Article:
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date: 07 May 2021

Benford, Tommy [Thomas Phoenix]free

  • Brian Peerless
  • , revised by Howard Rye

Updated in this version

updated and revised

(b Charleston, SC, April 19, 1905; d Mount Vernon, NY, March 24, 1994). American drummer, brother of Bill Benford. His full birth name appears on his handwritten 1942 draft registration card, which also gives his birthplace as Charleston, West Virginia. His mother died when he was young, and after his father, aunt, and uncle ran into personal difficulties they sent the brothers to the Jenkins Orphanage in Charleston, South Carolina, where they received their musical education. These circumstances may account for his confusion over his birth state, which appears as South Carolina in available censuses. After leaving the Orphanage, the brothers joined a minstrel band, moved to New York in the early 1920s, and played with various groups, including that of Elmer Snowden. Tommy performed (for two or three years) and recorded (1926) with the pianist Charlie Skeete and worked with Jelly Roll Morton, contributing to the latter’s classic recordings Kansas City Stomps and Shreveport (both 1928). From around 1928 he was a member of his brother’s band.

After working with Edgar Hayes for several years he went to Europe in 1932 with a quintet led by the clarinetist and alto saxophonist Sy Devereaux; he performed and recorded there with Coleman Hawkins (1937), Eddie Brunner, Bill Coleman, and Eddie South (all 1938), in a duo with Joe Turner (i) (1939), and with Willie Lewis (1938 – September 1941), with whose band he returned to the USA from Lisbon. Following his return he played with Noble Sissle (1943) and Snub Mosley (1946–8) and in a band led initially by Bob Wilber (autumn 1948–1949) and later by Jimmy Archey (1950–52). During the 1950s he worked as a freelance musician with numerous leaders, among them Rex Stewart (1953) and Muggsy Spanier, after which he toured Europe in the revue Jazz Train, directed by Eddie Barefield (1960–61); he recorded with Linda Hopkins while in Switzerland (1960). In the 1960s he worked mainly in New York; in 1963 he played with Joe Thomas (iv), Edmond Hall (in Boston), and Danny Barker. He was at some point a member of the Saints and Sinners, and during a period of semi-retirement worked with Franz Jackson (December 1968). He then played and toured with Clyde Bernhardt’s Harlem Blues and Jazz Band (1973–9, 1981) and with Bob Greene’s World of Jelly Roll Morton (1973–4, 1982). The Institute of Jazz Studies, Rutgers, holds the Tommy Benford Collection (1937–92), including correspondence, memorabilia, and photographs.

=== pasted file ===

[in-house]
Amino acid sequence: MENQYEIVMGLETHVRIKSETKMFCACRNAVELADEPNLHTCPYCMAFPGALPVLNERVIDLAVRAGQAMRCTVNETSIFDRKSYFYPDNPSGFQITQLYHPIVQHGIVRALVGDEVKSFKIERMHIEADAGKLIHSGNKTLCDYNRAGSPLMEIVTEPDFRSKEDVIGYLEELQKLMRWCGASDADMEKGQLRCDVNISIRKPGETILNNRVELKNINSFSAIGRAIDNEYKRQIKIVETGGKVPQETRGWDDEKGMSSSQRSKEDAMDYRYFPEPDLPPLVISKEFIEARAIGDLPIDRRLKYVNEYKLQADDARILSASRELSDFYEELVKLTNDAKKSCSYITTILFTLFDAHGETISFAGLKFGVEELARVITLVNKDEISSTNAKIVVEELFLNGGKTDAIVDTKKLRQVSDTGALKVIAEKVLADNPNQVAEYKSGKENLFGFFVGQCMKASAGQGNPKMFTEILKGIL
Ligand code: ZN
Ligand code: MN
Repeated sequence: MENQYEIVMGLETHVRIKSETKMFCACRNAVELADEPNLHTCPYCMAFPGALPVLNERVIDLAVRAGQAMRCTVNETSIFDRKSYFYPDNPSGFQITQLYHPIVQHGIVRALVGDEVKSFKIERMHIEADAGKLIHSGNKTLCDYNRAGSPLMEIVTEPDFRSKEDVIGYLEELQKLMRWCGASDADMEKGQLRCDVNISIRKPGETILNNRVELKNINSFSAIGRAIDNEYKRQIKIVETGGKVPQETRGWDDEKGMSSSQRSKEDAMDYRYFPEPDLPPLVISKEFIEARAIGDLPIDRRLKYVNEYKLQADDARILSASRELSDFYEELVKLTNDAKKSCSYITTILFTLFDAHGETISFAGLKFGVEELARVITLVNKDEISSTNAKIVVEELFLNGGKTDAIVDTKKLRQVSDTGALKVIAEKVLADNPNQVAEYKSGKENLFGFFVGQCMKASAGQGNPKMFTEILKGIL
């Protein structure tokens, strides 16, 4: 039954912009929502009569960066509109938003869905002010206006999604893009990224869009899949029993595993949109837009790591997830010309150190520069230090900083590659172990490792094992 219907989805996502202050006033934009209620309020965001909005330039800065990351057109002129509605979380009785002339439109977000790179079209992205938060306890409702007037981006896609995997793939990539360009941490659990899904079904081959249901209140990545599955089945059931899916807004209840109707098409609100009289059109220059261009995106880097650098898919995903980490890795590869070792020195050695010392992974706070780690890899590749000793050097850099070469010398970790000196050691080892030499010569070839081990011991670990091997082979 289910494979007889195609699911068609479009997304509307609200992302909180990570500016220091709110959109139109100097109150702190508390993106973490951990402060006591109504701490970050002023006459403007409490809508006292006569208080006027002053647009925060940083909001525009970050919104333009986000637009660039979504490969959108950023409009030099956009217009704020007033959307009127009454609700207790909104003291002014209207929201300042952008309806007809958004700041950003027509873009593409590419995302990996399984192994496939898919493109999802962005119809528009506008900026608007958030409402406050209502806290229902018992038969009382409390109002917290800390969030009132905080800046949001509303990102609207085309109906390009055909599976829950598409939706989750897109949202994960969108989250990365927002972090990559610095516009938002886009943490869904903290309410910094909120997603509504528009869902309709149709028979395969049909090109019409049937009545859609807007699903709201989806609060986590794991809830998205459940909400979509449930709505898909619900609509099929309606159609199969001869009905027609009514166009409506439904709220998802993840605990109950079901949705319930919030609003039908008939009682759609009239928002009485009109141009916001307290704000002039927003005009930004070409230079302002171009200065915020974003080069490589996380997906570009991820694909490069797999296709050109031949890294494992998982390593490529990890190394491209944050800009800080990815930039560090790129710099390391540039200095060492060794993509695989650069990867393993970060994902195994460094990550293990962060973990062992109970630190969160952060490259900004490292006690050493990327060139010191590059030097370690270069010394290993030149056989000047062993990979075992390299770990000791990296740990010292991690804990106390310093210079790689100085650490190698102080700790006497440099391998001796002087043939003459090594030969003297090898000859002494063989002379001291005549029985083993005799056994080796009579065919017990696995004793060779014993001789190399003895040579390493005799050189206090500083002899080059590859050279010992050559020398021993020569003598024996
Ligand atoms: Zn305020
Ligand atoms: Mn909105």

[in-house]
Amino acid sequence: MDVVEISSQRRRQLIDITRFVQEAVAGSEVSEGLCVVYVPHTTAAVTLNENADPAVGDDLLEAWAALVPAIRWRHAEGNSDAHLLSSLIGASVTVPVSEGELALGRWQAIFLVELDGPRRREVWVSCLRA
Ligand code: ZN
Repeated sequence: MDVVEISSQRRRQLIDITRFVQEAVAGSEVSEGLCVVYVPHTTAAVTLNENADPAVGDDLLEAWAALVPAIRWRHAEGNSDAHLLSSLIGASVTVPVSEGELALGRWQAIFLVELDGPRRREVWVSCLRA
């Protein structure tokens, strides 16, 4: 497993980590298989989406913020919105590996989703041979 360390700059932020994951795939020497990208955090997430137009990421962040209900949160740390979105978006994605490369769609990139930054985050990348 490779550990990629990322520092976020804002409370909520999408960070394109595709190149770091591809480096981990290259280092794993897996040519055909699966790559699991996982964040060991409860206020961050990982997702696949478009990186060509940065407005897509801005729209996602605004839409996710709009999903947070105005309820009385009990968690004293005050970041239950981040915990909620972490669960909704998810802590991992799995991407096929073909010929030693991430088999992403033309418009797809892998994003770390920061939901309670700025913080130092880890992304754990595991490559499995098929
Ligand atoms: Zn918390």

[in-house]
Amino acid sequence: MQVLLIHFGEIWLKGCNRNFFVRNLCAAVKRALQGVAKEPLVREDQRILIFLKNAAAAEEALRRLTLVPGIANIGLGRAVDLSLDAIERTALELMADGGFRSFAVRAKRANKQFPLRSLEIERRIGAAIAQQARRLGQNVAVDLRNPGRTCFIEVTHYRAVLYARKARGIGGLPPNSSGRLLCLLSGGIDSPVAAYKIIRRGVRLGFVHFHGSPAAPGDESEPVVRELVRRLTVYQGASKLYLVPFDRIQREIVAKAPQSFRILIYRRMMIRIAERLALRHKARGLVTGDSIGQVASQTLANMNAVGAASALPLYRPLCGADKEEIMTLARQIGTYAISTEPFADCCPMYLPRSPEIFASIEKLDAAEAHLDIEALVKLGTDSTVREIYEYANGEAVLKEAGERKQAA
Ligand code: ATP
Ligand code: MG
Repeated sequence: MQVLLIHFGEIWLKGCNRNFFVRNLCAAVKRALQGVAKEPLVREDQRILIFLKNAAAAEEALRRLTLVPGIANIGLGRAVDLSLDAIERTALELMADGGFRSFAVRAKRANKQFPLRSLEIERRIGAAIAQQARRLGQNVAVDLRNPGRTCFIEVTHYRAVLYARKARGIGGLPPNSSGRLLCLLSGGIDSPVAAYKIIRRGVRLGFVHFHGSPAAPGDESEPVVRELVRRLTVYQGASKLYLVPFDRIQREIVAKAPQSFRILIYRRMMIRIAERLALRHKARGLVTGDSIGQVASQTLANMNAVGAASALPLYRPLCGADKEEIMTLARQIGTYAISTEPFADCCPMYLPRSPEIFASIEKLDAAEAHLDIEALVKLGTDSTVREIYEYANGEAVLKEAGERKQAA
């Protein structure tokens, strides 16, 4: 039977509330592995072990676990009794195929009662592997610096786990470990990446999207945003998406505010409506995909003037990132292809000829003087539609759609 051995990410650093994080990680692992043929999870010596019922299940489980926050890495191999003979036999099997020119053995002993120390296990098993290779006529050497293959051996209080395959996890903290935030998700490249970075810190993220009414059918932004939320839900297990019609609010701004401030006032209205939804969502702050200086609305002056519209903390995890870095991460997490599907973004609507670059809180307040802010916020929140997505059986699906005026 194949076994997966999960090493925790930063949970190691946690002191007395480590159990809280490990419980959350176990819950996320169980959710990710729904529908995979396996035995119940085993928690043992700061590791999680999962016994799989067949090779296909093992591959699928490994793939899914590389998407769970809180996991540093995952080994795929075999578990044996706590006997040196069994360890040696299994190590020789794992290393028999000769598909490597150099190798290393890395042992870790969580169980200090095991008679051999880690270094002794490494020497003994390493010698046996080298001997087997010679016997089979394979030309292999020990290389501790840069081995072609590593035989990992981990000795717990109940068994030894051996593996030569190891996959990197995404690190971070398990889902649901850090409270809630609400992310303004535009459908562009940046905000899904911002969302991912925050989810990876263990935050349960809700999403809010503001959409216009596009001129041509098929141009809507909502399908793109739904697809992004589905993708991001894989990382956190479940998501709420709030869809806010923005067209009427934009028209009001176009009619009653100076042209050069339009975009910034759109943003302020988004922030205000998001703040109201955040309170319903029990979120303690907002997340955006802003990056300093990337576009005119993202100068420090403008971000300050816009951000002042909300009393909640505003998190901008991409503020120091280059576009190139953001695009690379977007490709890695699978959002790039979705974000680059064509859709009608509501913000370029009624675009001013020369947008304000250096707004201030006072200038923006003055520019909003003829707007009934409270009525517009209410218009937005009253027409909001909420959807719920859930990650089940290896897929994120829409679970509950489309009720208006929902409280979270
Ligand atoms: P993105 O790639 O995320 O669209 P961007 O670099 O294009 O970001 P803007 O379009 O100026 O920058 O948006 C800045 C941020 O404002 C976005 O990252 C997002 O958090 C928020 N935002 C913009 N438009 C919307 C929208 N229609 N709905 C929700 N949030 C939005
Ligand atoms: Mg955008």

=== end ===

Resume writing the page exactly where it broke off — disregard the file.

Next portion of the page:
Selected recordings


with J. Turner: The Ladder/Loncy (1939, Swing 71)

with D. Wellstood: The Stride Piano of Dick Wellstood (1954, Riv. 2506)

As sideman

J.R. Morton: Kansas City Stomps (1928, Vic. 38010)

Shoe Shiners Drag/Shreveport (1928, Vic. 21658)

Little Lawrence (1930, Vic. 38135)

C. Hawkins: Crazy Rhythm (1937, Swing 1)

Out of Nowhere (1937, HMV K8511)

E. Brunner: I Double Dare You/Montmartre Blues (1938, Swing 30)

B. Wilber: Limehouse Blues (1949, Cir. [USA] 1064)

S. Bechet: I’m Through, Goodbye (1949, Cir. [USA] 1059)

R. Stewart: Dixieland Free-for-all (1953, Jzt. 1202)

C. Bernhardt: Sittin’ on Top of the World! (1975, Barron 401)

B. Wilber and K. Davern: Soprano Summit (1977, World Jazz 13)

D. Hyman: Music of Jelly Roll Morton (1978, Smithsonian 006)


  • J. Chilton: A Jazz Nursery: the Story of the Jenkins Orphanage Bands of Charleston, South Carolina (London, 1980)
  • P. Carr, A. Vollmer, and L. Wright: “Have Drum, Will Travel,” Sv, no.100 (1982), 124; no.111 (1984), 105
  • W. Balliett: Jelly Roll, Jabbo and Fats (New York, and Oxford, England, 1983), 45
  • B. Franklin: “Tommy Benford: a Short Talk,” Cadence, 16/9 (1990), 13
  • Obituary, C. Hillman, JJI, 47/7 (1994), 20
  • D. Griffiths: Hot Jazz from Harlem to Storyville (Lanham, MD, 1998)
  • B. Franklin V: An Encyclopedia of South Carolina Jazz & Blues Musicians (Columbia, SC, 2016)
Jazz Journal International
J. Chilton: Who's Who of Jazz: Storyville to Swing Street (London, 1970, rev. and enlarged 4/1985)